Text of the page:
Water Dragon Weekly Sunday Post: Shelter

Definition of Shelter:  “A place giving temporary protection from bad weather or danger.”  (Google Search)

Frank Lloyd Wright’s famous place of shelter, Fallingwater, is located in the mountains of western Pennsylvania.   The home he designed for the Kaufmann family affords many areas of shelter. While the entire home is a shelter, there are also sheltered doorways, sheltered walkways, sheltered terraces, and a sheltered carport.   In addition, Wright’s design of wide overhanging rooflines, gives shelter in storms, allowing windows to be open during rain.  They also keep the house cool in hot weather when the sun is high in the sky, and provide solar heat in the winter when the sun is low in the sky. 

In my photo, look for some of Wright’s “Mature Organic” design characteristics:

 *wide overhanging rooflines
*long horizontal lines in the home’s design
*typical red paned windows, often with glass meeting glass in corners
*blending the house with nature

Unable to see here: but Wright’s front doors were hidden from view of the regular pedestrian. He felt that would keep solicitors away!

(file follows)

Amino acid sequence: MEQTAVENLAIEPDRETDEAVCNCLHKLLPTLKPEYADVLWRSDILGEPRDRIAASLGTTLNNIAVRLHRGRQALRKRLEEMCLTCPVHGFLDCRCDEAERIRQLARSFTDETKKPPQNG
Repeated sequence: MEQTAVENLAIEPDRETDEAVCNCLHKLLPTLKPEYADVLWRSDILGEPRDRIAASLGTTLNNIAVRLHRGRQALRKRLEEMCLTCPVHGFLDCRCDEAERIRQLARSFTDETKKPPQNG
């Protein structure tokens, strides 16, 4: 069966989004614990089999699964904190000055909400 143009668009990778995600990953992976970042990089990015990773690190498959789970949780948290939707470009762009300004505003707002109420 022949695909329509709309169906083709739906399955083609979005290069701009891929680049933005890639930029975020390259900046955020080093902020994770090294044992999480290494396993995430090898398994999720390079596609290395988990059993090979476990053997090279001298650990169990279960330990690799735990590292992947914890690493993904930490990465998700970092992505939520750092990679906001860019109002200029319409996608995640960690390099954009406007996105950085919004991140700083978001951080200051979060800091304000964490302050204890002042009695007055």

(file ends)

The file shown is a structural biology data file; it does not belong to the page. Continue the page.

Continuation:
Also unable to see in this photo: Wright kept the entrance to his homes small, with a low roof.  When you opened the door, you entered a room with higher ceilings and more room.  This was the effect that Wright desired.  Feeling compression…..then a delightful expansion when you entered the home. 

Fallingwater by Frank Lloyd Wright.

This is not the traditional view of Fallingwater.  That will come soon!
For more info on Frank Lloyd Wright’s shelter designs,  click here.

Judy

All text and images are copyright © 2002-2012 and are the exclusive property of Judy Johnson (unless otherwise indicated). All Rights Reserved. All Images are protected under United States and International copyright laws. None of the images on this site are in the Public Domain.